The 300HP LT-1 came with the one owner donor chassis and sits under a custom engine cover. Likely the only one of its kind this little red Corvette is up for sale at .



Theme Tuesdays: Five Cars I Want To Photograph in 2018


In 2017 I ended up getting a slow start when it came to feature vehicles, leaving a lot of killer Ontario cars on the table to circle back on in 2018.

On the train to work this morning I decided to scribble down an additional short list of vehicles to add to the previous 2017 list.

To keep myself honest, I am going to post those five in the hopes that peer pressure will force me to make it happen.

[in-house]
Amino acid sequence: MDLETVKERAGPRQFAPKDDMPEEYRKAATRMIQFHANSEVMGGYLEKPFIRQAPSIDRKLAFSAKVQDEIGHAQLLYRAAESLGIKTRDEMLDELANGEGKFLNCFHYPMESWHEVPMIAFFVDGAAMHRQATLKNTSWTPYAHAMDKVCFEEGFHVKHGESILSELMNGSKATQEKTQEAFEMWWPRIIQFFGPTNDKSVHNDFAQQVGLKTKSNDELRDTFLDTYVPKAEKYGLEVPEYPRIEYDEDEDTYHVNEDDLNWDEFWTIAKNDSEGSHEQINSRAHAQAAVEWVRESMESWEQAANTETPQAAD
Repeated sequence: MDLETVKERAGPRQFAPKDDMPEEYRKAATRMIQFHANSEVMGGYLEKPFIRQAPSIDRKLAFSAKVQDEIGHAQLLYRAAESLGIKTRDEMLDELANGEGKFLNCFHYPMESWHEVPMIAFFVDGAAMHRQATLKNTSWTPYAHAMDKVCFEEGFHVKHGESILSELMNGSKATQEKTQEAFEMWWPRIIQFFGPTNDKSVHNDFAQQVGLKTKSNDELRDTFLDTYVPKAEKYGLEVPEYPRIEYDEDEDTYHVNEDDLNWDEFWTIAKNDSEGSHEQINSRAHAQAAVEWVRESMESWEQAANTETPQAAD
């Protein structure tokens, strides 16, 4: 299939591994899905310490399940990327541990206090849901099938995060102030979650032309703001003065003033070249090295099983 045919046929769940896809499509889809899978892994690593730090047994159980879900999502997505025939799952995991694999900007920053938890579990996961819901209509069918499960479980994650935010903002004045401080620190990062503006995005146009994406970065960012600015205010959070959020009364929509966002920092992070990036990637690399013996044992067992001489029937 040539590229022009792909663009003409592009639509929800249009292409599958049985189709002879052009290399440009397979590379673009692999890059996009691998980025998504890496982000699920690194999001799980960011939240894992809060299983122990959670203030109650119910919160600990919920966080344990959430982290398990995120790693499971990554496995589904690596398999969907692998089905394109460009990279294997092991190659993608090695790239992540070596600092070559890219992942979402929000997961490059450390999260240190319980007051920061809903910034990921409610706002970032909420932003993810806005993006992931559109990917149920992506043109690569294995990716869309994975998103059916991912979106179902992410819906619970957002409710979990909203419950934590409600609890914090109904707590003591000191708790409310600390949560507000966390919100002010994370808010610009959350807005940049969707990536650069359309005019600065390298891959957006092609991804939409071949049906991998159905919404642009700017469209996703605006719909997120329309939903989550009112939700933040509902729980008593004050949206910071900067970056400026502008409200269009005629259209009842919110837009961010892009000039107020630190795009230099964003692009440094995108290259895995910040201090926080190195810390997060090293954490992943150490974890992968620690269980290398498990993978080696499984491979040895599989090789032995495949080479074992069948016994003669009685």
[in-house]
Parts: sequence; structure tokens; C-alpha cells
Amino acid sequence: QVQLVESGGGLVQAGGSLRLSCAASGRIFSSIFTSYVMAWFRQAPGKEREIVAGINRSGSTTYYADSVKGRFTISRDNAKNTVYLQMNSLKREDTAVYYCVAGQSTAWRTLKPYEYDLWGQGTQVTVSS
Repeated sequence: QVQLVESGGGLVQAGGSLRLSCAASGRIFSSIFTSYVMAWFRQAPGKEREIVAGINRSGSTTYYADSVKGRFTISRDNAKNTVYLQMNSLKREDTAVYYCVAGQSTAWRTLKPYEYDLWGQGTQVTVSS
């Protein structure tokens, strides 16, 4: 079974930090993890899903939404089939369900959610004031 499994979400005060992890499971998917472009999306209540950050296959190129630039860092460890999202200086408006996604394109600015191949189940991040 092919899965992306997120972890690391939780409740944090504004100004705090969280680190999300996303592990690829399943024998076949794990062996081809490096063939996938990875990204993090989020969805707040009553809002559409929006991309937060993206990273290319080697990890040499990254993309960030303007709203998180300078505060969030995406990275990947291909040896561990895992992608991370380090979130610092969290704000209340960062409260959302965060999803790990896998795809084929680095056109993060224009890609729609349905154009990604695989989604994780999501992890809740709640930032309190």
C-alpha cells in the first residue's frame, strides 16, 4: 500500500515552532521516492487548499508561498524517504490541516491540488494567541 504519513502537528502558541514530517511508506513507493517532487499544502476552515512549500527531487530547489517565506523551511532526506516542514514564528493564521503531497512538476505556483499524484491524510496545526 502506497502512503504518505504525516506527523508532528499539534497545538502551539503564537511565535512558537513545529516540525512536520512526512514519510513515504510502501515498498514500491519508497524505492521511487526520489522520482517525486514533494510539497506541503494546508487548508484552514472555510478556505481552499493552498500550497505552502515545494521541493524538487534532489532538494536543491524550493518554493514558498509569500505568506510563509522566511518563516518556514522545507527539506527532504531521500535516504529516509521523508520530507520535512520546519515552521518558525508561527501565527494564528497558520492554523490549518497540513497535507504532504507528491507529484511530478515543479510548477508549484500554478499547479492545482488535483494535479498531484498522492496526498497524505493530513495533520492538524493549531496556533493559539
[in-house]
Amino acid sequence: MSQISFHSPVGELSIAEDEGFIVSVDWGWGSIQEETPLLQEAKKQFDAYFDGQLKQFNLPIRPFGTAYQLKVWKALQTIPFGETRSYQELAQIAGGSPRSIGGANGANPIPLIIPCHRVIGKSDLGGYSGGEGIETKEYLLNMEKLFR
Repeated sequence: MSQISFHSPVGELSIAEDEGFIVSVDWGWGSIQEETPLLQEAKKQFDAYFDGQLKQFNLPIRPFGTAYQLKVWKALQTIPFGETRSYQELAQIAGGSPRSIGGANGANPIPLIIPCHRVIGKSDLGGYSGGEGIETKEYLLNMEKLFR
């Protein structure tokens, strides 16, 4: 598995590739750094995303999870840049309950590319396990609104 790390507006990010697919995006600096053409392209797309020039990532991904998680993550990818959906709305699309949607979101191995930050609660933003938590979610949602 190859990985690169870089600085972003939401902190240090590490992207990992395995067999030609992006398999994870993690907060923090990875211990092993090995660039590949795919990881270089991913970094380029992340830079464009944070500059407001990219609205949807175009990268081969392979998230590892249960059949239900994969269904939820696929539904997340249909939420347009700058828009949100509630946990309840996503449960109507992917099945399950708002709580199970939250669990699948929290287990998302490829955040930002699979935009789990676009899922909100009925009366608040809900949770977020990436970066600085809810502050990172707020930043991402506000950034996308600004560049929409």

This could all blow up in my face, because featuring all these cars in one year might be a bit ambitious –especially when you consider weather, conflicting schedules, and vehicle readiness– but that’s not the kind of thinking to start a year off with now is it?

1. Matt’s Dodge Club Coupe

I’ve known Matt for years, he’s probably one of the most talented yet humble individuals I’ve ever met, so properly spotlighting his Dodge is long overdue.

From a patina standpoint Matt’s car has some of the best I have ever seen. He put a little elbow grease into cleaning it up, but all of it, including the visor, is natural.

He’s tastefully selected from that natural color palate for everything he has added to the car as well, resulting in an elegant looking laid out Dodge.

There’s also a significant amount of fabrication hidden in the car enabling it to sit as low as it does. Those details might be really hard to capture but I’d love to give it a shot.